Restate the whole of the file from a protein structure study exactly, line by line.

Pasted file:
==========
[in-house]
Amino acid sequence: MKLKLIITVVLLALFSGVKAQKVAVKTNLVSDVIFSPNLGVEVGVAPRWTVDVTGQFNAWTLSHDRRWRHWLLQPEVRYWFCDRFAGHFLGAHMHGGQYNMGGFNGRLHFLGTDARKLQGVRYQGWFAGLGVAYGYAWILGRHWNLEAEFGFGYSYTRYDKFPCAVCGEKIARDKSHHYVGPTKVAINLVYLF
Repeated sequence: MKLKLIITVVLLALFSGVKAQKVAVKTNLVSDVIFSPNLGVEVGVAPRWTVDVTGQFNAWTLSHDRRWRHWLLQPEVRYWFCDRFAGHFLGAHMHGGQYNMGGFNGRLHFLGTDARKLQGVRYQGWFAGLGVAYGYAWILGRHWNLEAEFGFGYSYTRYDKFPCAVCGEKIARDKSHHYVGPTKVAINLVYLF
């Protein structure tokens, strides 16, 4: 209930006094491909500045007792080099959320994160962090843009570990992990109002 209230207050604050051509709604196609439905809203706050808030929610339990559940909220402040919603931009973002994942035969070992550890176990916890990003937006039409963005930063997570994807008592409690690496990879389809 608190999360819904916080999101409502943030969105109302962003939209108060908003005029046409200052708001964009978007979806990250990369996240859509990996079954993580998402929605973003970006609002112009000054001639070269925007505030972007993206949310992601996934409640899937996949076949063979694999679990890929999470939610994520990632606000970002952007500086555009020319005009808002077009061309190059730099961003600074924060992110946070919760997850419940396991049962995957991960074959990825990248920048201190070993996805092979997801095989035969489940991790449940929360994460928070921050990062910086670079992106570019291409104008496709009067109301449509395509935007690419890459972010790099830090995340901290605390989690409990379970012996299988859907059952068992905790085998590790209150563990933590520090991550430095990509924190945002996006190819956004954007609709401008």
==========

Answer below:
[in-house]
Amino acid sequence: MKLKLIITVVLLALFSGVKAQKVAVKTNLVSDVIFSPNLGVEVGVAPRWTVDVTGQFNAWTLSHDRRWRHWLLQPEVRYWFCDRFAGHFLGAHMHGGQYNMGGFNGRLHFLGTDARKLQGVRYQGWFAGLGVAYGYAWILGRHWNLEAEFGFGYSYTRYDKFPCAVCGEKIARDKSHHYVGPTKVAINLVYLF
Repeated sequence: MKLKLIITVVLLALFSGVKAQKVAVKTNLVSDVIFSPNLGVEVGVAPRWTVDVTGQFNAWTLSHDRRWRHWLLQPEVRYWFCDRFAGHFLGAHMHGGQYNMGGFNGRLHFLGTDARKLQGVRYQGWFAGLGVAYGYAWILGRHWNLEAEFGFGYSYTRYDKFPCAVCGEKIARDKSHHYVGPTKVAINLVYLF
């Protein structure tokens, strides 16, 4: 209930006094491909500045007792080099959320994160962090843009570990992990109002 209230207050604050051509709604196609439905809203706050808030929610339990559940909220402040919603931009973002994942035969070992550890176990916890990003937006039409963005930063997570994807008592409690690496990879389809 608190999360819904916080999101409502943030969105109302962003939209108060908003005029046409200052708001964009978007979806990250990369996240859509990996079954993580998402929605973003970006609002112009000054001639070269925007505030972007993206949310992601996934409640899937996949076949063979694999679990890929999470939610994520990632606000970002952007500086555009020319005009808002077009061309190059730099961003600074924060992110946070919760997850419940396991049962995957991960074959990825990248920048201190070993996805092979997801095989035969489940991790449940929360994460928070921050990062910086670079992106570019291409104008496709009067109301449509395509935007690419890459972010790099830090995340901290605390989690409990379970012996299988859907059952068992905790085998590790209150563990933590520090991550430095990509924190945002996006190819956004954007609709401008």